Speed to Market


Recall the final scene of “The Raiders of the Lost Ark,” when the Ark of the Covenant is sealed in a wooden crate and wheeled into an immense government warehouse brimming with thousands of other wooden crates, statues, monuments, and paintings. That endless array of goods is an apt description of Lipari Foods in Warren, arguably the largest distributor of food products in the Midwest.

With more than 250,000 square feet of warehouse space, including a massive walk-in freezer that rivals the size of a Home Depot, founder Jim Lipari can’t believe how far the business has come over the years. After his parents sold Lipari’s Market on Detroit’s east side in 1952, Jim hit the streets and started a small distributorship of unique grocery items. His Ford station wagon served as the first of what is today a fleet of 140 delivery trucks.

“In those days, you did whatever you could to make ends meet,” says Lipari, who is joined in the business today by his wife, Rose, and two grown children: Thom Lipari, president and CEO, and Lori Adams, executive vice president. “The business was not an overnight success,” he adds. “We had some failures.”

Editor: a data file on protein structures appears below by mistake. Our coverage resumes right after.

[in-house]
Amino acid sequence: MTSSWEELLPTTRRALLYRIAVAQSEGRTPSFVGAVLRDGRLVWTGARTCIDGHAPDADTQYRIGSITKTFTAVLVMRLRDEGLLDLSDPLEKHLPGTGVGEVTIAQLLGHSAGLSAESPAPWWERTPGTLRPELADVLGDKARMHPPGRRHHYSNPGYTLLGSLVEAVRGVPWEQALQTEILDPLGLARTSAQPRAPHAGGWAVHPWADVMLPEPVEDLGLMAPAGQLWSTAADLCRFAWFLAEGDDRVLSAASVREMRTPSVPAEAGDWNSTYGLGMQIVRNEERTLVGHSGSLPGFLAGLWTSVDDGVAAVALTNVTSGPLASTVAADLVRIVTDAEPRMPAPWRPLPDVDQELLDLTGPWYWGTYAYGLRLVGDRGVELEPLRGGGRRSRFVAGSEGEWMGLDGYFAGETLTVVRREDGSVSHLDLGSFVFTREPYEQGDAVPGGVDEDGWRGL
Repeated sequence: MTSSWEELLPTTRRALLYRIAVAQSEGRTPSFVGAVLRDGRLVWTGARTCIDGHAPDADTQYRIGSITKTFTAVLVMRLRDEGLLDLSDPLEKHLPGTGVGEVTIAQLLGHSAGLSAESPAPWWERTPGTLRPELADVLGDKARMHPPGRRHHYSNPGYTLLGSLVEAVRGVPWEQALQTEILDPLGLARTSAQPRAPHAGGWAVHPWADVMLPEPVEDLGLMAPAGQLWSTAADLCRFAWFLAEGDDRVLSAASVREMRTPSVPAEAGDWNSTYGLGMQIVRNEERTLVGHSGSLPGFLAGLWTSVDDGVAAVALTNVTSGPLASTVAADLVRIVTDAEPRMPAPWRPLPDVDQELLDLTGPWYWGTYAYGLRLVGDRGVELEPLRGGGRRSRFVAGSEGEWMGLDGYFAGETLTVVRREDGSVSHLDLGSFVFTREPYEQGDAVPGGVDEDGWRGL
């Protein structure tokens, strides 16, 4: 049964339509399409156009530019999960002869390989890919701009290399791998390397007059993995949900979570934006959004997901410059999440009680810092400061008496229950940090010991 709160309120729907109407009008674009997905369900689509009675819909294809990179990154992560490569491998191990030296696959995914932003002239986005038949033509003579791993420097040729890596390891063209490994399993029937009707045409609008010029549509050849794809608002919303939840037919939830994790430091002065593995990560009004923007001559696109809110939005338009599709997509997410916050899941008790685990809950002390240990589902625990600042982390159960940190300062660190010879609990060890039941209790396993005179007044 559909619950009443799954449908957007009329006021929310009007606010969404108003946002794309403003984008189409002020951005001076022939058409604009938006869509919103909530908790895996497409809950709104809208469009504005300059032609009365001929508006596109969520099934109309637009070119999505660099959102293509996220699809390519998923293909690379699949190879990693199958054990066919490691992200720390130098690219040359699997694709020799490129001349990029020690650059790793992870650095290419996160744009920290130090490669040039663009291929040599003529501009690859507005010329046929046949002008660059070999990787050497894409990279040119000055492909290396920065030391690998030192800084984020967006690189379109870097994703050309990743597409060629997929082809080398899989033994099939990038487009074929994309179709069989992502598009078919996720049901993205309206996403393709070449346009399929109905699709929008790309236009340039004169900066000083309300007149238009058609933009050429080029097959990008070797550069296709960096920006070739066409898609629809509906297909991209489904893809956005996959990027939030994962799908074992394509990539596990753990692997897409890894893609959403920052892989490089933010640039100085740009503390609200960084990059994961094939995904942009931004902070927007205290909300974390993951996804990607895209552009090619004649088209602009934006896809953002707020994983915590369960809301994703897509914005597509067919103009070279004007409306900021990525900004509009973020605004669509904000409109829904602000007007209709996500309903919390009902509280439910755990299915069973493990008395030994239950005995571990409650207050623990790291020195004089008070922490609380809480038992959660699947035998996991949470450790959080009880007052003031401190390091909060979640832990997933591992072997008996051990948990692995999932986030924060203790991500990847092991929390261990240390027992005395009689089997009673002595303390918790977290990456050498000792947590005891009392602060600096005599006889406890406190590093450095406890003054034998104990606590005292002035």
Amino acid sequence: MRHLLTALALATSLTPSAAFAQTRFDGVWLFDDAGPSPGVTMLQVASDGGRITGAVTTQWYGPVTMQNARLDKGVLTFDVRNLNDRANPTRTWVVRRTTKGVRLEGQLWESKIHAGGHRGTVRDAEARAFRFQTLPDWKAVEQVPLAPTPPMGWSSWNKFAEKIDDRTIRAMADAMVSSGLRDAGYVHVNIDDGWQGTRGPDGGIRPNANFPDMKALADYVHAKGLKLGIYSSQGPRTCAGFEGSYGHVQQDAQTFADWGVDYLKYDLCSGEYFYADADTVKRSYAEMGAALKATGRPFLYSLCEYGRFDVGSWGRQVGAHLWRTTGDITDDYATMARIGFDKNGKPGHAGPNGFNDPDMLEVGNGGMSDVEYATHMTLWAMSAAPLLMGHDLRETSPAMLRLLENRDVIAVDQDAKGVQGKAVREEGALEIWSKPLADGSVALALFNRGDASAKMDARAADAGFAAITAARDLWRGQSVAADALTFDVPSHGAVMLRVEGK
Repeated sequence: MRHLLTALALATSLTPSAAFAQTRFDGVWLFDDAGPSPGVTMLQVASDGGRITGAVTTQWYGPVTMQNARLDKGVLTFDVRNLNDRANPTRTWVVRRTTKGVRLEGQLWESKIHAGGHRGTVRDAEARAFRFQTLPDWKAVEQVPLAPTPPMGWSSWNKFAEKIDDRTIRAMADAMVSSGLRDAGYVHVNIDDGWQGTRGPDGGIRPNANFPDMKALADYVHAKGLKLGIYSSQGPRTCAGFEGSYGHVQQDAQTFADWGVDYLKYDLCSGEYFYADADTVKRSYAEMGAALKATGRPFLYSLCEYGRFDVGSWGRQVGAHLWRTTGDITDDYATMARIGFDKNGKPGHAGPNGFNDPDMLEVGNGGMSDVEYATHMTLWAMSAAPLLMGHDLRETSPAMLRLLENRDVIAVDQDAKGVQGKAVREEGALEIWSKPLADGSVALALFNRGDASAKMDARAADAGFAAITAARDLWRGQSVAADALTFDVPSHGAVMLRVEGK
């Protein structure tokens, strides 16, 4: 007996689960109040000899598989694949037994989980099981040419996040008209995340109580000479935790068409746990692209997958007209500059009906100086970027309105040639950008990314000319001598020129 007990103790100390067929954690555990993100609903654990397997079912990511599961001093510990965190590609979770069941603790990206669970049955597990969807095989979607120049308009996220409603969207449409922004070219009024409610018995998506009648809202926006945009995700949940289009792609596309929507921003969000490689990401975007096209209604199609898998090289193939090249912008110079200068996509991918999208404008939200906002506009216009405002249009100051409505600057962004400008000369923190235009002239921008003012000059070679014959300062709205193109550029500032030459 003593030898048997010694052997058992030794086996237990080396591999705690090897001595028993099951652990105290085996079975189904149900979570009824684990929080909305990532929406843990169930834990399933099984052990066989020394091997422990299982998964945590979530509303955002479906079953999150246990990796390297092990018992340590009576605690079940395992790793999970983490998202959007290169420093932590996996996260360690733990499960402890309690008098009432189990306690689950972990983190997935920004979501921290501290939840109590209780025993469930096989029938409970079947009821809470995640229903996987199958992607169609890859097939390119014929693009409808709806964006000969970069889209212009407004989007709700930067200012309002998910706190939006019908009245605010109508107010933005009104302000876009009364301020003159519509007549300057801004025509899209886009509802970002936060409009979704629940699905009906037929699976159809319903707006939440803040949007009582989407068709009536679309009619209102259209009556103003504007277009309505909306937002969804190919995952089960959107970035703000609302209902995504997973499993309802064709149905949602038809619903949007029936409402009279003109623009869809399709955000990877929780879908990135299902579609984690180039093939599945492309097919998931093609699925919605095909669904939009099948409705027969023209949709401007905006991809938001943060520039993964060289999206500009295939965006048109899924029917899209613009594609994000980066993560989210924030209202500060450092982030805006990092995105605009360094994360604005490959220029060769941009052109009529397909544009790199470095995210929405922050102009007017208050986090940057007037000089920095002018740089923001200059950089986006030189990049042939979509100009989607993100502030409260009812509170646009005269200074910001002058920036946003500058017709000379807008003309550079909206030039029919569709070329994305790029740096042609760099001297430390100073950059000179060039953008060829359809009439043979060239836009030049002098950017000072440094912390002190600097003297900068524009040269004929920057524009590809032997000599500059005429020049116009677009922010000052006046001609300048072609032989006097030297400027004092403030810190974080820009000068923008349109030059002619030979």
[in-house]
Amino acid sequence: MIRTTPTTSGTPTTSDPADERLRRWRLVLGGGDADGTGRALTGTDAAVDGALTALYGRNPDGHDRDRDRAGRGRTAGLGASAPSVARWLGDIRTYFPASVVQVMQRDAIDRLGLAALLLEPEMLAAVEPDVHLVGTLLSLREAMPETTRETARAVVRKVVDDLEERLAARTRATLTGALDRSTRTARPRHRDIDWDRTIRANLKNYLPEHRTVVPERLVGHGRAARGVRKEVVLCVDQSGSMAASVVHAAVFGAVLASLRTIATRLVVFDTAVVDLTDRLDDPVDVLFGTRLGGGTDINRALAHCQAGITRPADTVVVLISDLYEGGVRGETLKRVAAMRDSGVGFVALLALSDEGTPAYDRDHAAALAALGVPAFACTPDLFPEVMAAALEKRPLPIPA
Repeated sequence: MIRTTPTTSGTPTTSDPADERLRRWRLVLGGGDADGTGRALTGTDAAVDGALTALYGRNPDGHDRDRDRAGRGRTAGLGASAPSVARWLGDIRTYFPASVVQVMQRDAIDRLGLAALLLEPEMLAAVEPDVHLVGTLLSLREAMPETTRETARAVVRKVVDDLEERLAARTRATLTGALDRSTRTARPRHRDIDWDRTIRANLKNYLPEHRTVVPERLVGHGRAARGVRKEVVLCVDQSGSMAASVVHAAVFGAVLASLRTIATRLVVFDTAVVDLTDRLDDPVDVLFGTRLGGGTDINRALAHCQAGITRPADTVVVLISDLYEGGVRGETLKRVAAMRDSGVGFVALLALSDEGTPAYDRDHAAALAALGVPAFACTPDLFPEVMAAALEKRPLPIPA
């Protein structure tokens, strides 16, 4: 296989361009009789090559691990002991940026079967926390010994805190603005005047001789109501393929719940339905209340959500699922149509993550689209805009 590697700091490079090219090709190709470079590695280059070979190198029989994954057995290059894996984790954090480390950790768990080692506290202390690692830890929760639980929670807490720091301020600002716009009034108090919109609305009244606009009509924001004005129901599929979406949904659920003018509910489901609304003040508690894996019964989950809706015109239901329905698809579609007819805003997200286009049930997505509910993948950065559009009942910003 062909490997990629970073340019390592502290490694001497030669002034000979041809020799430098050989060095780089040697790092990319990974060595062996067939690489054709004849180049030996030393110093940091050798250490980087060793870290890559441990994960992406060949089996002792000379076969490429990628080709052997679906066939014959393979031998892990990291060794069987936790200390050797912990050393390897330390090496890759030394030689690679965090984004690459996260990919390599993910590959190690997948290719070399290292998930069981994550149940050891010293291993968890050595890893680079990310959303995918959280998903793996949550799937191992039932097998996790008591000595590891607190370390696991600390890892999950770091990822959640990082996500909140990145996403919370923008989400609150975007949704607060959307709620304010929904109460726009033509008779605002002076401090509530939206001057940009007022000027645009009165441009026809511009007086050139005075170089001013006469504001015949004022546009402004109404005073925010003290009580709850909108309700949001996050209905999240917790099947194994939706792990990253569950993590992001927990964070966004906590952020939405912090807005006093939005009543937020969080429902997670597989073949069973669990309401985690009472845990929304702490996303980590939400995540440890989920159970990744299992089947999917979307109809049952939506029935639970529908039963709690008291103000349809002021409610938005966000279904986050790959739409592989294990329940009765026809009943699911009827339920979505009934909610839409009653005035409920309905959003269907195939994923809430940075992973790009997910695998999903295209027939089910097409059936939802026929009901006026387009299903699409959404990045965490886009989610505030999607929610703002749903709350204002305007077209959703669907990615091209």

Early on, Lipari distributed plastic containers, reusable cloth wipes, and condiment dispensers to grocers. In 1955, in a bid to boost his earnings, he worked weekends cutting meat at Hershey’s Market at Jefferson and Chalmers.

Eager to return to the grocery business, he opened Lil’ Giant Market in 1958 on Detroit’s east side, but the business didn’t last. The reason: Lipari and his partner, John Bazzo (the pair met at Hershey’s Market), were stretched too thin juggling both jobs.

“You can follow your dream and open a business, but unless you can devote 100 percent of your time to make it work, it’s going to be really tough to succeed,” Lipari says. “It was a valuable business lesson.”

In the ensuing years, Lipari Foods expanded to deliver cheeses, deli meats, frozen bread dough, and seafood. Today, the company distributes more than 10,000 food items across 11 states, with 97 percent of the business consisting of next-day deliveries. “Our enabler has been technology,” Thom says.

To save time, fully loaded trucks leave the Warren facility each night. A few hours later, a driver meets an empty Lipari truck from, say, Milwaukee, at a halfway point. The drivers quickly switch vehicles, and the operator of the empty truck returns to Warren.

During the day, the trucks are stocked in Warren via electric-propelled flatbed carts guided by warehouse personnel wearing headsets. A computer, equipped with audio features, provides the workers with information including the destination and quantity of specific items to load onto the trucks. “Speed to market is one of our specialties,” Jim says, “but the secret to our success is customer service.” db